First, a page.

Lithosphere - mantle interaction in a convergent zone: Understanding the evolution of the South Carpathian - Pannonian system

Lead Research Organisation: University of Leeds
Department Name: School of Earth and Environment


The formation of mountain belts by continental collision is a necessary consequence of plate tectonics. The collision produced by the northward motion of Africa has dominated the recent geological evolution of the southern part of the European continent; the Adria block (present-day Italy) pushing northwards into the southern part of Europe has produced the Alpine mountain range. Extending east of the Alps, the Carpathian Mountain chain surrounds a subsiding region - the Pannonian basin (much of the region drained by the Danube River). The South Carpathian Mountain chain to the south of the Pannonian basin is an enigmatic structure along which both shear deformation and mountain building have occurred, while the Pannonian Basin was extending. We propose to undertake linked seismological and geodynamical (computer) modeling investigations of the Pannonian Basin and the South Carpathians . We will use an array of about 60 broad-band seismographs to record the signals from distant earthquakes in order to determine the variation of seismic velocity in the lithosphere and upper mantle beneath the SW Carpathians, where the mountain chain bends from a north-south to an east-west alignment (termed an orocline). These data will be used to discriminate between contrasting geodynamical models that have been advanced to explain the history of extension and convergence in the Pannonian Basin, the development of the oroclinal bend of the SW Carpathians, and the related question of where and how mantle downwelling occurs in the upper mantle beneath the South Carpathians. Understanding these processes is important for assessing seismic hazard in this part of Europe (the eastern end of the South Carpathians in Romania represents one of the most seismically hazardous regions in continental Europe) and is also important in developing an understanding of how the European continent has evolved through geological time. As well as having significance in our understanding of continent-scale deformation processes, our study will provide a background framework that is necessary for seismic hazard assessment and for the exploration of hydrocarbon and geothermal energy resources.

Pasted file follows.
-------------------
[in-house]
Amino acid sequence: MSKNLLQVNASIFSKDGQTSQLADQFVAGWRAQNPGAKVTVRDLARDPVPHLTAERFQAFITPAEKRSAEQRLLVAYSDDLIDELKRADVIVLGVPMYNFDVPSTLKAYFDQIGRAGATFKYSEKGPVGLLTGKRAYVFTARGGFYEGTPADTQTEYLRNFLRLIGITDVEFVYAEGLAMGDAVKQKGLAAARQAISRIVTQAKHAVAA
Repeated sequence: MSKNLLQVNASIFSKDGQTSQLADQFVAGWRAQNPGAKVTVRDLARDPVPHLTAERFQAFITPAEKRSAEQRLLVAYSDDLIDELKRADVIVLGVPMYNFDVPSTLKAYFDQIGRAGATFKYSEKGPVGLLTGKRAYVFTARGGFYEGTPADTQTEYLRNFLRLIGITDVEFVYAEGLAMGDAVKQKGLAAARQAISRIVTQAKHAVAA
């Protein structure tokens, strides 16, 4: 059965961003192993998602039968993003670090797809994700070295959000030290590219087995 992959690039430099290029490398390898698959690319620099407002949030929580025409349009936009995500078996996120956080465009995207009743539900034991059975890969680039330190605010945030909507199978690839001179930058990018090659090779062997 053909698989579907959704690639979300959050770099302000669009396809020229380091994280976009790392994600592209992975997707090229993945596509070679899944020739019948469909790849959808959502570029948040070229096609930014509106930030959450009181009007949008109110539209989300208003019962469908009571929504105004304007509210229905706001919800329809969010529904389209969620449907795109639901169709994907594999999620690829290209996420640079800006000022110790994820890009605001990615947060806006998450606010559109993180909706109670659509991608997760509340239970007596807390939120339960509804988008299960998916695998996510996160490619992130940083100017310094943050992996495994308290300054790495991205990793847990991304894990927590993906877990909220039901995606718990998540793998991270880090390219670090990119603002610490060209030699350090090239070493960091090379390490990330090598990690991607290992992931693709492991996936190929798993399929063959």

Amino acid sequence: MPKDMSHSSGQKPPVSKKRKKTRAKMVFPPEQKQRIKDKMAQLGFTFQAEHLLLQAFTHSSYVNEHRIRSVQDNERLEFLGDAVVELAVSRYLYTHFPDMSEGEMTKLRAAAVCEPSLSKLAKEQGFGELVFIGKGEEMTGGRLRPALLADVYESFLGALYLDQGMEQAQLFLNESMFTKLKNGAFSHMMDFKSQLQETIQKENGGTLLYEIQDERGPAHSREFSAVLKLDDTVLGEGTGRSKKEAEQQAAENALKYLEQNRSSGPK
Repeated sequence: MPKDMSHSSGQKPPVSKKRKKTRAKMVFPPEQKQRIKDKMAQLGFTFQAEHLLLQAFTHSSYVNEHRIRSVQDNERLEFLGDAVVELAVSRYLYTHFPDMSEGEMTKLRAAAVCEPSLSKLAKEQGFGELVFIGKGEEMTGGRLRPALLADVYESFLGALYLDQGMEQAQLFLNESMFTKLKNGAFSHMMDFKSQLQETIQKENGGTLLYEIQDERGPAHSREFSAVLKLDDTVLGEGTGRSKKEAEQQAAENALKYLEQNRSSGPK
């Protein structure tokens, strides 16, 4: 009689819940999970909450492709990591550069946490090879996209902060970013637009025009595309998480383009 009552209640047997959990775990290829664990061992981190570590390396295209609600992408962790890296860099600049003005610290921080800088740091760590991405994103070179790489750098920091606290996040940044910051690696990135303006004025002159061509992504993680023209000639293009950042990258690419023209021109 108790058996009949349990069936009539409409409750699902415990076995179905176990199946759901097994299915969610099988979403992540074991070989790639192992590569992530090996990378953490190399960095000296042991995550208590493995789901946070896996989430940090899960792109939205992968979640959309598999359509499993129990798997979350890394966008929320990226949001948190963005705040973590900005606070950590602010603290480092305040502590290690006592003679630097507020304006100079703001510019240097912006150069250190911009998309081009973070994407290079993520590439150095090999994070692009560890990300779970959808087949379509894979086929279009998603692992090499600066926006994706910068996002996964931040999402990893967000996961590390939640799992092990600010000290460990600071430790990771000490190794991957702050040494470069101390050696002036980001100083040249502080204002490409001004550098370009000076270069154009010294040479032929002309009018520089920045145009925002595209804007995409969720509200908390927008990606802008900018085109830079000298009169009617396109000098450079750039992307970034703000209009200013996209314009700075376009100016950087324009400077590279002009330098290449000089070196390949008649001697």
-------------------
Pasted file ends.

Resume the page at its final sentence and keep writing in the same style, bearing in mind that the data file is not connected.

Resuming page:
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Garthwaite M (2011) Validity of the thin viscous sheet approximation in models of continental collision in Journal of Geophysical Research